Help and Support Centre - Proper Clutch Control
Clutch control refers
to the act of controlling the speed of a vehicle with a manual
transmission by partially engaging the clutch plate, using the
clutch pedal instead of (or in conjunction with) the accelerator
pedal. The purpose of a clutch is in part to allow such control;
in particular, a clutch provides transfer of torque between
shafts spinning at different speeds. In the extreme, clutch
control is used in performance driving, such as starting from a
dead stop with the engine producing maximum torque at high RPM.
Clutch control also applies to driving a tractor.
With the clutch pedal
completely pressed, there is no direct link between the engine
and the driveshaft, so no power can pass from the engine to the
driveshaft and wheels. With the pedal entirely released, there
is full contact between the engine and the driveshaft, via the
clutch plate, which means that the engine can apply power
directly to the driveshaft. However, it is possible to have the
clutch plate partially engaged, allowing the clutch to slip. As
a result, only a fraction of the power from the engine reaches
Balancing the clutch
Normally, when a vehicle is stationary on an uphill slope it is
necessary to use the handbrake in conjunction with clutch
control to prevent the vehicle from rolling backwards when
pulling away. However, in situations where the vehicle must be
stopped briefly, for example when negotiating tight turns, the
clutch can be used to balance the uphill force from the engine
with the downhill force of gravity. The benefit of this is that
there is no need for the hand- or foot-brake, and the driver can
pull away more quickly. Using this technique will, however, wear
out the clutch faster.
Potential clutch problems
Even normal use of clutch control increases the wear (and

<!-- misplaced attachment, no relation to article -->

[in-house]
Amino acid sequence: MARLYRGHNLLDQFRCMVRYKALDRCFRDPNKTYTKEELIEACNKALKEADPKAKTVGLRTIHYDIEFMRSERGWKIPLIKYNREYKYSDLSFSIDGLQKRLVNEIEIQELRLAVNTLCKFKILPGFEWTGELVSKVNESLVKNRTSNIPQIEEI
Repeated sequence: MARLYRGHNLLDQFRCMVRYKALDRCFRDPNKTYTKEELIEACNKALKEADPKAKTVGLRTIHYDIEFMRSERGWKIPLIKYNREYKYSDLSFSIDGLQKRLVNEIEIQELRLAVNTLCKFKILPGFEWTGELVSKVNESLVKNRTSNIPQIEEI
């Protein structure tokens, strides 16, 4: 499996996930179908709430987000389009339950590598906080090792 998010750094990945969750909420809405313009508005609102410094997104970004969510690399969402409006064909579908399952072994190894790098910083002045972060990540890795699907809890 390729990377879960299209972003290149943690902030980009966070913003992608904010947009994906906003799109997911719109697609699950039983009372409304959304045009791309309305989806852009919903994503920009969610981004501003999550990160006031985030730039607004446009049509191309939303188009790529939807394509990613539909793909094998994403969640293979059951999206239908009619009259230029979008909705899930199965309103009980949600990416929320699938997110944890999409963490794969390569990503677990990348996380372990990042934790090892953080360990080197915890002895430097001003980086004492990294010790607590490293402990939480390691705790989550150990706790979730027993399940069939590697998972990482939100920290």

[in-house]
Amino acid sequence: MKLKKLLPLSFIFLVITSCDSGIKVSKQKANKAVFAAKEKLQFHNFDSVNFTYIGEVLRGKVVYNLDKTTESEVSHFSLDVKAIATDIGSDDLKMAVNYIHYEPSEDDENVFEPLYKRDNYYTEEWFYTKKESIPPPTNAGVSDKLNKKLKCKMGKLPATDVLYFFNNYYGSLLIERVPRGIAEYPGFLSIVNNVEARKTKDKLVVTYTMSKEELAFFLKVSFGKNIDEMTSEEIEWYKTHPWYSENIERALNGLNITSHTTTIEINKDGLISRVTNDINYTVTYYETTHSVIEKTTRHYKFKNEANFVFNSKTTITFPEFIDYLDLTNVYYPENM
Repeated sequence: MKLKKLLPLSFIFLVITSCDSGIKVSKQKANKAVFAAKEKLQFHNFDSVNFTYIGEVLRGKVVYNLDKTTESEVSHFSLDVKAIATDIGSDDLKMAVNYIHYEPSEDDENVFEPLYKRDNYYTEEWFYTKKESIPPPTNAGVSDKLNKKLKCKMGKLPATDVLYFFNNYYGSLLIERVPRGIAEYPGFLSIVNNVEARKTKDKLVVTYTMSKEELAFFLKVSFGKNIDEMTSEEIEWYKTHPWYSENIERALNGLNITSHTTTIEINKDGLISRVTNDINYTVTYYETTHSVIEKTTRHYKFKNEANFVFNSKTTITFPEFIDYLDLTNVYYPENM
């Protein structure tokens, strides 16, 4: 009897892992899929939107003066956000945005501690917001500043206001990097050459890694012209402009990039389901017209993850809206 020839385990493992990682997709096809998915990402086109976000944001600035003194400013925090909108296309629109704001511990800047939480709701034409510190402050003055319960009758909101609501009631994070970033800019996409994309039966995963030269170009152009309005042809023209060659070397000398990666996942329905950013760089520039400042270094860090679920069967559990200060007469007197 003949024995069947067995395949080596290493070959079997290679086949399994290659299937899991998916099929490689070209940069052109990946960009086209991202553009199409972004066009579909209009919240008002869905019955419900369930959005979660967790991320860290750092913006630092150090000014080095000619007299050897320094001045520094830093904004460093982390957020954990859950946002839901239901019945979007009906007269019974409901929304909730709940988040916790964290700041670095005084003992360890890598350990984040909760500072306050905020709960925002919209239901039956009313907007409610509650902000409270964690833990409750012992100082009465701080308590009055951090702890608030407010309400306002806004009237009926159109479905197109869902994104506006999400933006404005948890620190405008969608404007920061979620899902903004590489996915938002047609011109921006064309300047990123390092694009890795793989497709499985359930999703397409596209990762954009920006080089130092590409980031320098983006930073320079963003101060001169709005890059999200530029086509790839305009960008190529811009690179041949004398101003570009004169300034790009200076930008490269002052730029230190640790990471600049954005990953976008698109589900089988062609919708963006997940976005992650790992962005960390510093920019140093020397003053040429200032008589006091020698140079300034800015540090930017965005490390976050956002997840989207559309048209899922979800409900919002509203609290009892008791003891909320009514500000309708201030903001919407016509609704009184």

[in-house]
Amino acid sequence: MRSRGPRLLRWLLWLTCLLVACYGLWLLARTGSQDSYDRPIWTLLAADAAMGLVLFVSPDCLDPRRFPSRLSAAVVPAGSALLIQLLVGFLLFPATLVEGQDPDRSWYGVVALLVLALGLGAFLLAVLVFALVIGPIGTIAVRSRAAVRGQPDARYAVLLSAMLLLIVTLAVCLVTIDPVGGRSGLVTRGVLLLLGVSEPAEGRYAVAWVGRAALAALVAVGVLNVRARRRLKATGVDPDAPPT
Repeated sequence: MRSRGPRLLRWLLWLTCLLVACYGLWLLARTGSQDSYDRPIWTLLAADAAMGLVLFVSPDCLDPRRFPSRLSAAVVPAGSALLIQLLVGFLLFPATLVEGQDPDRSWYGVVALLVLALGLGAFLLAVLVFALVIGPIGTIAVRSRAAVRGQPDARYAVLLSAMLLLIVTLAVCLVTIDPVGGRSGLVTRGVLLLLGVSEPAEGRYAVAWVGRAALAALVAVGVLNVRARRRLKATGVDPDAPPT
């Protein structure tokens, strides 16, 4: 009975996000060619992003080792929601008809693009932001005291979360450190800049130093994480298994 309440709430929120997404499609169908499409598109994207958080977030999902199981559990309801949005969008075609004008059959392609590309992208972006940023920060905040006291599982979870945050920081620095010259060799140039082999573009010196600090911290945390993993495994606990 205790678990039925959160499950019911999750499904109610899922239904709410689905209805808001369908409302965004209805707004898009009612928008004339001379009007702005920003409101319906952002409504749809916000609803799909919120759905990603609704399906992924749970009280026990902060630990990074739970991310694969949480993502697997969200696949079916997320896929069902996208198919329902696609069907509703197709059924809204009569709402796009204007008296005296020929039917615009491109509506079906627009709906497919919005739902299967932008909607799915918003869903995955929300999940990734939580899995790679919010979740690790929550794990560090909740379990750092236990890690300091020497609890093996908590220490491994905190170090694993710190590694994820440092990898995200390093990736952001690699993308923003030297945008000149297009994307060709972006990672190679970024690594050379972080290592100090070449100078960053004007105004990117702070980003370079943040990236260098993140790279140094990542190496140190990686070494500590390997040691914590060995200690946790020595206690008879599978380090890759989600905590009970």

decreases the lifespan) of the clutch. Excessive use of clutch
control or riding the clutch will cause further damage.
While the use of clutch control at low speed can be used to
obtain greater control of acceleration and engine braking, once
a vehicle has picked up sufficient speed the clutch should be
fully engaged (pedal released).
Excessively revving the engine while using clutch control, or
keeping the clutch partially engaged while accelerating with the
gas pedal, can cause unnecessary damage to the clutch.
Riding the Clutch
In a vehicle with a
manual transmission, such as a tractor, riding the clutch refers
to the practice of needlessly keeping the clutch partially
disengaged. This results in the clutch being unable to fully
engage with the flywheel and so causes premature wear on the
disc and flywheel.
melted and seized thrust bearing (Fig 1) and melted
clutch fingers (Fig 2) - a direct result of riding the
clutch pedal - the constant pressure on the thrust
bearing caused it to overheat, melt and finally seize.
thrust bearing then melted the fingers on the clutch
itself as shown.
common example of riding the clutch is to keep slight continual
pressure on the clutch pedal whilst driving, as when a driver
habitually rests his/her foot on the clutch pedal instead of on
the floorboard or dead pedal.
Although this slight
pressure is not usually enough to allow the clutch disc itself
to slip, it is enough to keep the release bearing against the
release springs. This causes the bearing to remain spinning,
which leads to premature bearing failure.
When shifting properly, the driver "shifts" to another gear and
then releases pressure on the clutch pedal to re-engage the
engine to the driveshaft. If the pedal is released quickly, a
definite lurch can be felt as the engine and driveshaft
re-engage and their speeds equalize. However, if the clutch is
released slowly the clutch disc will "slip" against the
flywheel; this friction permits the engine a smoother transition
to its new rotation speed. Such routine slippage causes wear on
the clutch analogous to the wear-and-tear on a brake pad when
stopping. Some amount of wear is unavoidable, but with better
clutching/shifting technique it can be minimized.
Riding the clutch occurs when the driver does not fully release
the clutch pedal. This results in the clutch disc slipping
against the flywheel and some engine power not being transferred
to the drive train and wheels. While inefficient, most drivers
routinely use this technique effectively when driving in reverse
(as fully engaging the reverse gear results in velocity too
great for the short distance travelled) or in stop-and-go
traffic (as it is easier to control the throttle and
acceleration at very slow speeds).
Riding the clutch should not be confused with "freewheeling" or
"coasting", where the clutch is pressed down fully allowing the
vehicle to roll either downhill or from inertia. While this is
not damaging to the vehicle, it can be considered a dangerous
way to drive since one forgoes the ability to quickly accelerate
if needed. It is, however, a common practice to roll into a
parking space or over speed bumps via inertia.
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